8. #8
    uint64_t...think positive xuftugulus's Avatar
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    Do you know that strcmp returns 0 when two strings are equal?
    Code:
        char *a = "gorilla";
        if( strcmp(a,"gorilla") == 0 )
            printf("KING KONG vs GODZILLA\nFIGHT!\n");
    The above actually prints a Mortal Monster Combat intro message...
    Code:
    ...
        goto johny_walker_red_label;
    johny_walker_blue_label: exit(-149$);
    johny_walker_red_label : exit( -22$);
    A typical example of ...cheap programming practices.

  9. #9
    C++まいる!Cをこわせ! Elysia's Avatar
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    Do you have a documentation? Docs explicitly specify that strcmp returns 0 when strings match, as vart points out.
    As for the strings... well, I'm guessing you never initialized your array, hence it contains "garbage." But all strings are expected to end when a '\0' (or 0) is encountered. Thus it never reads any of that junk beyond the 0, so you're fine. Nothing wrong with it.
    Quote Originally Posted by Adak View Post
    io.h certainly IS included in some modern compilers. It is no longer part of the standard for C, but it is nevertheless, included in the very latest Pelles C versions.
    Quote Originally Posted by Salem View Post
    You mean it's included as a crutch to help ancient programmers limp along without them having to relearn too much.

    Outside of your DOS world, your header file is meaningless.

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    Oh dear, I'm really sorry I tend to skip a lot of details when I post my question..

    My actual part of the code that does (or is supposed to do) the string compare is:

    Code:
    /* this whole chunk of codes are in a while-loop that reads each token in the file */
    
    for (i=0; i<strlen(*words); i++) {
        if (strcmp(token, words[i]) == 0) {
            /* just an int variable to keep track on whether the word is found or not,
                i initialized it to 1 */
            notFound = 0;
            printf("Here!");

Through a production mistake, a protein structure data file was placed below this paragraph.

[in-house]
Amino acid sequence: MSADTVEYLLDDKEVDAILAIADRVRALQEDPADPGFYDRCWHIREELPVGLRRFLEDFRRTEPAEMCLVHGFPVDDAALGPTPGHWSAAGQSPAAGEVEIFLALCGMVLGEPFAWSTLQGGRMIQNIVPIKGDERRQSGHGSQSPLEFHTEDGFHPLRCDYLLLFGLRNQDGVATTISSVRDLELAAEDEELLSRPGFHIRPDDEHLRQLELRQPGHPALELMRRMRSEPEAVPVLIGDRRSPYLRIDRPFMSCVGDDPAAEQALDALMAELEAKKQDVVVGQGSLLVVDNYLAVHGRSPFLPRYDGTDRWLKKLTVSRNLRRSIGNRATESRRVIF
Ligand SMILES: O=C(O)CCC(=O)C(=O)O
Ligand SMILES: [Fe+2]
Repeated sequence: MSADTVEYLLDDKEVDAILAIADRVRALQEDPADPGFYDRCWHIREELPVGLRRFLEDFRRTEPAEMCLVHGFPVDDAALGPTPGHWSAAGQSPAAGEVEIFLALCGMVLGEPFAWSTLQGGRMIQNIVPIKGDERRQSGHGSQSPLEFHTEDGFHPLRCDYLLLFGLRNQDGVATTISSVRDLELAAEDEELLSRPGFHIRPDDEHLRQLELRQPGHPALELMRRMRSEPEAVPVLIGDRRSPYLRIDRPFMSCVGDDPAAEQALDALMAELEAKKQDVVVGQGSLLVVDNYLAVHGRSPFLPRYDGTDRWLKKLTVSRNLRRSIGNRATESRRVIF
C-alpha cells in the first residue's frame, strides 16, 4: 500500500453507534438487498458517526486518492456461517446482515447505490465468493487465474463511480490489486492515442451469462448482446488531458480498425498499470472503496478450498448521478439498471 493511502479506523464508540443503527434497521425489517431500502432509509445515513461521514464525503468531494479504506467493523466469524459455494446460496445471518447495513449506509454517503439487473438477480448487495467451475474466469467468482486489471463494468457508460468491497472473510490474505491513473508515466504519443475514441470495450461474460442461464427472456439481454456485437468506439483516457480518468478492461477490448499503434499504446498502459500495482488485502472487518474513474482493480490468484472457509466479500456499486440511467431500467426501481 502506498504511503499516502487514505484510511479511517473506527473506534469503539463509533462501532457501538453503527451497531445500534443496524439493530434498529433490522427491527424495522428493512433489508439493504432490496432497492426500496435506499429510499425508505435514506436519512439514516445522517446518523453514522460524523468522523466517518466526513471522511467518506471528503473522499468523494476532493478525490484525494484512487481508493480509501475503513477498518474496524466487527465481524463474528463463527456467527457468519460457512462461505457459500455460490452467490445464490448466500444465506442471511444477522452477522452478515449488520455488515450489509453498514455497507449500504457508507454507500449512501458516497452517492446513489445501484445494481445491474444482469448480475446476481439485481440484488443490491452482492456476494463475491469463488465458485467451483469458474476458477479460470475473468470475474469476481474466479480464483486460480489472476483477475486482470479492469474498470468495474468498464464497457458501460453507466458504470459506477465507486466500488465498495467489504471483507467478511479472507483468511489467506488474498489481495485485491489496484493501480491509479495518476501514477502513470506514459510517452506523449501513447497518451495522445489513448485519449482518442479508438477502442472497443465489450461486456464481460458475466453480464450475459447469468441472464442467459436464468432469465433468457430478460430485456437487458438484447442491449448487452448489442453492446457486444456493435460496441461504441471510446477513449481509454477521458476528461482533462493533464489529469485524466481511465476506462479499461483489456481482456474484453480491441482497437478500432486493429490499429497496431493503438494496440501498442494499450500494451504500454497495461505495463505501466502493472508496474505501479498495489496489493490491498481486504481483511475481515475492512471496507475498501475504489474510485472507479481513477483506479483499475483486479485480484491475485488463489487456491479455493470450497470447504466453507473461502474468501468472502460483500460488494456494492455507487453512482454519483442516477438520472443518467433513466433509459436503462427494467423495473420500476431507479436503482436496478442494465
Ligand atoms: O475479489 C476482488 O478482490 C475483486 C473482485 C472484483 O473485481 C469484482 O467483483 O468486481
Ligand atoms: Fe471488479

break;
        }
    }
                
    if (notFound) {
        printf("%s\n", token);
    }
    I've put printf's around to print the values of token and words[i] in each loop and it printed out as expected (eg. token0, word[0].. token0, word[1].. token0, word[2]..... token1, word[0].. and so on), but the strcmp(token, words[i]) never gave me a 0 despite, say, token is "string1" and words[i] is also "string1".

  11. #11
    uint64_t...think positive xuftugulus's Avatar
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    Did you remove the newline character as vart suggested?
    Code:
    ...
        goto johny_walker_red_label;
    johny_walker_blue_label: exit(-149$);
    johny_walker_red_label : exit( -22$);
    A typical example of ...cheap programming practices.

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    Quote Originally Posted by xuftugulus View Post
    Did you remove the newline character as vart suggested?
    Yup, I did, and the 'dictionary' array (i.e. words[]) prints out fine when i do a simple loop to print out all the elements..

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    Code:
    for (i=0; i<strlen(*words); i++) {
        if (strcmp(token, words[i]) == 0) {
            /* just an int variable to keep track on whether the word is found or not,
                i initialized it to 1 */
            notFound = 0;
            printf("Here!");
            break;
        }
    }
    I'm pretty sure strlen(*words) is incorrect here. What do you intend that to do?

    --
    Mats
    Compilers can produce warnings - make the compiler programmers happy: Use them!
    Please don't PM me for help - and no, I don't do help over instant messengers.

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    Quote Originally Posted by matsp View Post
    I'm pretty sure strlen(*words) is incorrect here. What do you intend that to do?

    --
    Mats

    Umm, to specify the boundary for the for-loop.. The size of the 'dictionary', i.e, char word[][]. Initially I put for (i=0; i<strlen(words); i++) (same thing, only without the asterisk), but the compiler gave me an error without the asterisk. The for-loop works fine though (as far as I know), I'm only having problem with the string compare.

  15. #15
    C++まいる!Cをこわせ! Elysia's Avatar
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    Deosn't work that way. You want the size of the array, not the length of the string, so you can't rely on strlen here.
    Quote Originally Posted by Adak View Post
    io.h certainly IS included in some modern compilers. It is no longer part of the standard for C, but it is nevertheless, included in the very latest Pelles C versions.
    Quote Originally Posted by Salem View Post
    You mean it's included as a crutch to help ancient programmers limp along without them having to relearn too much.

    Outside of your DOS world, your header file is meaningless.